Gig Harbor Now’s Two in Tow and On the Go columnist Tonya Strickland ventured this image of a self-composed sign warning against chainsaw activity indoors as her answer:

While that’s a plausible, though potentially gruesome, answer, it’s not what we were looking for. The early loggers on the Peninsula didn’t have chainsaws.

The real answer: Kevin Powell of Gig Harbor didn’t have to guess. He knew the correct answer didn’t involve saws, but was a matter of footwear. Specifically, the wearing of caulked boots.

Informally called “caulks,” the word is pronounced “corks.”

The word “caulks” is pronounced “corks,” which is probably why it was so often misspelled. Photo by Greg Spadoni.



Caulk boots were (and still are) short or tall, laced, leather boots with spiked soles worn only by loggers in the early days. (Today a variety of other forest workers wear them too.) The many sharp spikes provided traction on springboards, downed tree trunks and limbs, and floating logs. They also destroyed wood floors in houses, stores, pool halls, taverns, and other buildings frequented by loggers. The most aggravating damage may have occurred in community halls, where members prided themselves on the quality of their dance floors.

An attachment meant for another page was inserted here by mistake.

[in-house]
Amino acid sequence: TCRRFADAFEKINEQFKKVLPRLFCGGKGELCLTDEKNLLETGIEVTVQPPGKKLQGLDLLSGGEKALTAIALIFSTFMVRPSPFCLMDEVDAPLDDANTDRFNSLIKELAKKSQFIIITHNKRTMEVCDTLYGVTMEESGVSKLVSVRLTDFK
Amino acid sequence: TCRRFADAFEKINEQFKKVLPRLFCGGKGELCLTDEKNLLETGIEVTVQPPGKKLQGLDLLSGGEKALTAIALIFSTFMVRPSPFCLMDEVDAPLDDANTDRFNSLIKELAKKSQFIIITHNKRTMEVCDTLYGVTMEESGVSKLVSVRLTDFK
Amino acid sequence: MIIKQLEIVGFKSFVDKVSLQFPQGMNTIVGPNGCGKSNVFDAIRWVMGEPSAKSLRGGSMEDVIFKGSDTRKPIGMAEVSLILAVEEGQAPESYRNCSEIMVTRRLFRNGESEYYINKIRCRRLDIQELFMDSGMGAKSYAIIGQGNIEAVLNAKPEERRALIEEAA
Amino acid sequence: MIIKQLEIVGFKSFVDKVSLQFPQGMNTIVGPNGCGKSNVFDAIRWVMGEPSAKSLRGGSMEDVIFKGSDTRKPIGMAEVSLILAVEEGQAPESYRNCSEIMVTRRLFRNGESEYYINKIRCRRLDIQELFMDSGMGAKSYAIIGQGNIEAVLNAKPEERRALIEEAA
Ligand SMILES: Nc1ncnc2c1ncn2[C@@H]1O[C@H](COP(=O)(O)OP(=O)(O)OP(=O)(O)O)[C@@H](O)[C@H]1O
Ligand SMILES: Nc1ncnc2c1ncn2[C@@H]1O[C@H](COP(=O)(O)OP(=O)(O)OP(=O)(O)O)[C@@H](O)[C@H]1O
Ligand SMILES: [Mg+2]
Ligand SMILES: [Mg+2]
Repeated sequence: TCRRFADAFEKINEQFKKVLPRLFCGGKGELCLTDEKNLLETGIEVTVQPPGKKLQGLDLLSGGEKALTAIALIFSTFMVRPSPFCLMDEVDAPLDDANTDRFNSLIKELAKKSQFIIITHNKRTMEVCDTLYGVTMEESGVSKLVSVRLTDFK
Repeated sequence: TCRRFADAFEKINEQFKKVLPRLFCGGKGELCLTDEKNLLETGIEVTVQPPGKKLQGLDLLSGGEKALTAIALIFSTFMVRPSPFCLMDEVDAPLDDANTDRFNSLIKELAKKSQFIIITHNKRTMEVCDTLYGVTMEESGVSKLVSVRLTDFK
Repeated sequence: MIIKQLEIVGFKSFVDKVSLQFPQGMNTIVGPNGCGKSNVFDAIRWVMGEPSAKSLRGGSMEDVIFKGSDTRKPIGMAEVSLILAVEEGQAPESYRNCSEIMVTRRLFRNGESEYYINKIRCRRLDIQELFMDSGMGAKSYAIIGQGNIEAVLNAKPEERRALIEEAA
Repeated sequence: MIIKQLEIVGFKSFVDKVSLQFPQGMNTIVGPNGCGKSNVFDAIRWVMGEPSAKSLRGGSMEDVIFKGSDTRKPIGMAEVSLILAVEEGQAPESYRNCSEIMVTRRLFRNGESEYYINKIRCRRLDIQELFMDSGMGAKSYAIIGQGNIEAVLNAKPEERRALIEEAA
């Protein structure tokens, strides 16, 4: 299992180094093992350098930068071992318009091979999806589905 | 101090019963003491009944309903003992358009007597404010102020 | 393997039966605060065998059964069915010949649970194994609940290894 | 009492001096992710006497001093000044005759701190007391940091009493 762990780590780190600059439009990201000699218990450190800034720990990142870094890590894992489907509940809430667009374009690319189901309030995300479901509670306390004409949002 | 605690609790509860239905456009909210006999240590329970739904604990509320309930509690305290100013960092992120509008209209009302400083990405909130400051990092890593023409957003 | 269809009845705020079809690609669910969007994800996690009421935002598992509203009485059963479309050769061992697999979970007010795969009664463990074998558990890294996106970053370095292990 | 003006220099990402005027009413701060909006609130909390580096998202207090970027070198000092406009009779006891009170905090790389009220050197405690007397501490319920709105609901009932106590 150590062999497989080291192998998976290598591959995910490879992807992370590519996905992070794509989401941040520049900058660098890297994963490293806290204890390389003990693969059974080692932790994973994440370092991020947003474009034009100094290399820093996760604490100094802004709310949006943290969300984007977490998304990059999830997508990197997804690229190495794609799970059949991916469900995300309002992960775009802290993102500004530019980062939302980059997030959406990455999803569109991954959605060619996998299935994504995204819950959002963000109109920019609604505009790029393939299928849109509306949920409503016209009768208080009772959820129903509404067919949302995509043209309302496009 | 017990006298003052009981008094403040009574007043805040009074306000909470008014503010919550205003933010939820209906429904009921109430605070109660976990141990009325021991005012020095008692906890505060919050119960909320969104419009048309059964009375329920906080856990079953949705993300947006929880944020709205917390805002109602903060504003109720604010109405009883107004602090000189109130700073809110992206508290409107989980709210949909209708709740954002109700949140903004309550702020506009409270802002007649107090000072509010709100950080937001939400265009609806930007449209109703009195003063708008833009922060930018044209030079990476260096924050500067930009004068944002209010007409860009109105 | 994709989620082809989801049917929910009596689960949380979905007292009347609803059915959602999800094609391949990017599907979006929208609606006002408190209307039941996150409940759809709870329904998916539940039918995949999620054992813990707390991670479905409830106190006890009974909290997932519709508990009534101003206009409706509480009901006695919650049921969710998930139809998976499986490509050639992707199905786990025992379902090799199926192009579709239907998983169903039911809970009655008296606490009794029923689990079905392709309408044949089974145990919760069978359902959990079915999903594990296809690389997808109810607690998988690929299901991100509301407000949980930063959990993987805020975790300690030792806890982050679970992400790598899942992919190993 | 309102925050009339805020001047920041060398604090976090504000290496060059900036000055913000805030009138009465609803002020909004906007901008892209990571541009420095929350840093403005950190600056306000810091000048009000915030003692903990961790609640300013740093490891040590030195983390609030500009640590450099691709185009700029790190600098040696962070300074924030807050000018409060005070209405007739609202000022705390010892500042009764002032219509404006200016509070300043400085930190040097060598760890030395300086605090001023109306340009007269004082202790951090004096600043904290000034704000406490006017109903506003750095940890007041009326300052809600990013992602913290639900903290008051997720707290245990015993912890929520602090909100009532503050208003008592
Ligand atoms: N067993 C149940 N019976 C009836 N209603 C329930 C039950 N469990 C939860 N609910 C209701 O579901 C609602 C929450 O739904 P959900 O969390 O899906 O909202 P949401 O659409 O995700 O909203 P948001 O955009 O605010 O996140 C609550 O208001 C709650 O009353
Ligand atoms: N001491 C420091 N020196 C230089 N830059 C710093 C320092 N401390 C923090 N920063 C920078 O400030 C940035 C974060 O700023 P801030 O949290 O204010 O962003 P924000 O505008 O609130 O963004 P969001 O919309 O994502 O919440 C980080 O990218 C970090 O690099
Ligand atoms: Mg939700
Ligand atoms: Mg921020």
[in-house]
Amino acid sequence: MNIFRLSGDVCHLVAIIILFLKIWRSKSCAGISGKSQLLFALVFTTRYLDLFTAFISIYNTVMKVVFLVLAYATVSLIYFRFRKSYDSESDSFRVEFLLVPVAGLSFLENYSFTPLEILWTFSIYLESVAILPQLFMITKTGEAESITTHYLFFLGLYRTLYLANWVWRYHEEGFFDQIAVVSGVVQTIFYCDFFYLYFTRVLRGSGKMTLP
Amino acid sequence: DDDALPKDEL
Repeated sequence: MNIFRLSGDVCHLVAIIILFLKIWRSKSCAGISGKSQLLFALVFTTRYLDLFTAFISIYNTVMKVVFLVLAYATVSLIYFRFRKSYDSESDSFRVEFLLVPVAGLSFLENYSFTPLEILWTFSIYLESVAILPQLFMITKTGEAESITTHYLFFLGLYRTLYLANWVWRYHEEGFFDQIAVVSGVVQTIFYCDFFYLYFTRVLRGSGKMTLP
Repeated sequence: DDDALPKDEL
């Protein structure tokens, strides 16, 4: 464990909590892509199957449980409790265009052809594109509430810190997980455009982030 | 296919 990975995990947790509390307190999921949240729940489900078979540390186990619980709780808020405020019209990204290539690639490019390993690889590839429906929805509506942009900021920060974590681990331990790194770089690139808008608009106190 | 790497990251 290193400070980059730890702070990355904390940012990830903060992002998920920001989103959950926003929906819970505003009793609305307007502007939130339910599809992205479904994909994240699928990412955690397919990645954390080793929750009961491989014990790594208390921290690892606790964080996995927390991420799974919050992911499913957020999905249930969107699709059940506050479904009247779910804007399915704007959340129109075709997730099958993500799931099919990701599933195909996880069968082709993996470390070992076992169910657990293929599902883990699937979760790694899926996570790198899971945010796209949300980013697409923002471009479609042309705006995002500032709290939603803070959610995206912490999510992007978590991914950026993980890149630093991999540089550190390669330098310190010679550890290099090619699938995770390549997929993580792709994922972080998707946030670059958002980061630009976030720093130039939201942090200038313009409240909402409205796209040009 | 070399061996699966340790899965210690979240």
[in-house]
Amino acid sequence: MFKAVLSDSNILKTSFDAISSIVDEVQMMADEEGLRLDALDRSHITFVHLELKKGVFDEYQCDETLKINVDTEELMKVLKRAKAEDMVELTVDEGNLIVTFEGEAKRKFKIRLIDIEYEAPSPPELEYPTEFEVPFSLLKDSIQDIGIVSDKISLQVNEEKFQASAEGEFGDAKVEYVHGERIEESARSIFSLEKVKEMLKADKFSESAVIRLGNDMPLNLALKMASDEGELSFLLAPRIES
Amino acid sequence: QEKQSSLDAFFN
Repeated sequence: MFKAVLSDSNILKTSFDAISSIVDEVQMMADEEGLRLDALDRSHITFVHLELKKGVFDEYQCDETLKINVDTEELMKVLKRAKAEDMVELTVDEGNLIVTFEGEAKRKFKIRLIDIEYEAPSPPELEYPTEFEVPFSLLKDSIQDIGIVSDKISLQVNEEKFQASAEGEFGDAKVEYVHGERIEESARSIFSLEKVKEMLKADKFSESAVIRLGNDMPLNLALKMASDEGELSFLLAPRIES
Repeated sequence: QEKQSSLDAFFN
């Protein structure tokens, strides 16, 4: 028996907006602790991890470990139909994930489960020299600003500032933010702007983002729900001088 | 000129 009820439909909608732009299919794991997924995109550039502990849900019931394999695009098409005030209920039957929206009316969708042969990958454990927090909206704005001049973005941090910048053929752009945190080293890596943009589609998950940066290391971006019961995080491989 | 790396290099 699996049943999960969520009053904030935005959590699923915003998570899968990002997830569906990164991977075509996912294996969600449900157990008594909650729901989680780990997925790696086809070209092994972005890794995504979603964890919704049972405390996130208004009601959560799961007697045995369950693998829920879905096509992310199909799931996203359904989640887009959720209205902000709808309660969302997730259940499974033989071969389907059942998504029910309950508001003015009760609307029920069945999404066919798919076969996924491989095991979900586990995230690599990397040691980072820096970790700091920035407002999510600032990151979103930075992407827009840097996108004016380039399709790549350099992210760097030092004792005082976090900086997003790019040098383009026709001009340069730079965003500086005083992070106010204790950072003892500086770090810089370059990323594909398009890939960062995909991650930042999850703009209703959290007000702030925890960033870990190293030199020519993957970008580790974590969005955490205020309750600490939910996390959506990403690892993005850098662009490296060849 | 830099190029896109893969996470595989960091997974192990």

It can only be imagined how many times little, gray-haired, broom-wielding old ladies chased big, strong, manly loggers from their homes, boarding houses, and businesses for making the absent-minded mistake of walking indoors with their caulks on. And to be fair, those thoughtless miscreants fully deserved getting their butts swatted with the business end of a broom or their heads bonked with the handle. Caulks can do a lot of damage with just a few steps.

Commonly misspelled “corks” or “calks,” caulks (caulked boots) are not for wearing indoors. This photo of Wesco Boots’ 16-inch timber caulks was provided by the Baker Shoe Company of Eugene, Oregon.

A lingering problem